TULAROSA, N.M. – As the sun went down over nearby mountains, cloaking the surrounding desert in vibrant shades of orange and purple, choruses of laughter and salsa music were among the sounds echoing through the usually quiet expanse. In the village of Tula, in a central courtyard surrounded by walls littered with laundry and propaganda posters, a rowdy game of football was underway.
Tula isn’t a typical village – comprised of a trailer and a handful of fabricated stone structures, it is home to approximately twenty residents. They are the soldiers of Company C, 4th Battalion, 6th Infantry Regiment, 4th Brigade Combat Team, 1st Armored Division, and they’ve lived here less than three days.
Scattered across the training areas of White Sands Missile Range, Dona Ana Range Complex and Fort Bliss, soldiers from the 2nd Brigade Combat Team, 1st Armored Division are participating in the Army’s Network Integration Evaluation 13.2.
NIE is a series of semi-annual exercises to integrate and mature the Army’s tactical communications network. While they assess network and non-network capabilities to connect troops across the battlefield, they are also conducting tactical operations as a fully deployable unit to keep their soldier skills sharp.
To help them accomplish the mission, the soldiers of Company C don civilian clothing and move around the desert as role players in a detailed scenario in which they operate as the opposing forces. Life as the enemy however isn’t entirely combat and insurgency.
“Quality of life here is very relaxed,” said Sgt 1st Class Rodel Barrameda, Company C first sergeant. “It’s designed to mimic life in an actual village.”
Like many real villages, the soldiers fill roles as people from all walks of life: some are everyday citizens who cooperate with American forces and some are insurgents. They take their characters very seriously, and have gone so far as to elect a mayor and a police chief.
Living together in austere conditions like Tula has strengthened the bonds of camaraderie within the unit.
“Interacting with the other platoons is nice because out here, it’s everybody together,” said Spc. Christopher Lumpkin, an M1 armor crewman from Odessa, Texas, who is now a member of the fictional insurgency. “In our down time, we play soccer, throw the football around, and wait for the (2/1 AD) soldiers to show up.”
Prior to engagements with the “enemy” forces of 2/1 AD, the company discusses their tactics. Before a night raid on their village by elements of the 1st Squadron, 1st Cavalry Regiment, 2/1 AD soldiers on May 13, company commander Capt. Jeff Johnson gathered his troops on the outskirts of the tiny village to remind them to think and act like insurgents.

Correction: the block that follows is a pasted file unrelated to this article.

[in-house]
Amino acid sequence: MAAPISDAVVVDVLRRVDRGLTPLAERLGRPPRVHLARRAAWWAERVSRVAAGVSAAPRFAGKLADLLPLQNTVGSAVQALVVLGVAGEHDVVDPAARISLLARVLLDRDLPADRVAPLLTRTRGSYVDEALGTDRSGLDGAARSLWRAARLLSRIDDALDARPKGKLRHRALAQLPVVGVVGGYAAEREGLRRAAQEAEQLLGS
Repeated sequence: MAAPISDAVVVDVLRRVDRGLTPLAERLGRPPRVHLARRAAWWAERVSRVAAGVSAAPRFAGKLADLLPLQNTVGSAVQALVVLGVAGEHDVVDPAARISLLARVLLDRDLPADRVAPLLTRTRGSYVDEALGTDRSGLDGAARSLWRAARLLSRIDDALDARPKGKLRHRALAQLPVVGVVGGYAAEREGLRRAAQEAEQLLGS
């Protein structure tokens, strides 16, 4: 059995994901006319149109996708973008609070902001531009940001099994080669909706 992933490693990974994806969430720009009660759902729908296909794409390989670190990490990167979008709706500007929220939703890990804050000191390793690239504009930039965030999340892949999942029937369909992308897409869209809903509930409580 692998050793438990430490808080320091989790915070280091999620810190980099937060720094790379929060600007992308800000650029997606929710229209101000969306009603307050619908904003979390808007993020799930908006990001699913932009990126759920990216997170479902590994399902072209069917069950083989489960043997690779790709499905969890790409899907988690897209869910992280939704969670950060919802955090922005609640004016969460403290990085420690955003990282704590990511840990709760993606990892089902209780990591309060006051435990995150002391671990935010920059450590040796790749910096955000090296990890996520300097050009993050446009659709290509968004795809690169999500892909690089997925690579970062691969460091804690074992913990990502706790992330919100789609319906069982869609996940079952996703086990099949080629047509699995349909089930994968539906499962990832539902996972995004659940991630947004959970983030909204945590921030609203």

“Try not to get decisively engaged, try to walk away and use some tactical patience,” encouraged Johnson.
After nods of agreement and final touches to their plan of attack, he left them with a final question.
“This is your base of operation, this is your house,” he reminded. “Would you fight inside your house?”
After more than ten engagements with their enemy, they say the 2/1 AD soldiers aren’t the only ones gaining experience from the interactions with Company C.
“We’ve had to learn to be smart insurgents,” laughed Barrameda. “Learning how to be an insurgent, when we deploy again, it will definitely help out in anticipating what the insurgents might do to us.”
“It’s a different point of view to watch the tactics of another unit,” admitted Lumpkin. “When they make mistakes, I learn from that too, as a soldier and an insurgent.”
In the twilight hours of the remote desert, the salsa music resumed in the village of Tula and the soldiers of Charlie Company got back into character. Several soldiers slipped off into the darkness to do what insurgents do: emplace improvised explosive devices, hide caches of weapons and assume positions at ambush points.
At the same moment, far away from the insurgency in Tula, soldiers of the 2/1 AD forged their own mission plans, checked their equipment and prepared to meet the Soldiers of Company C once again.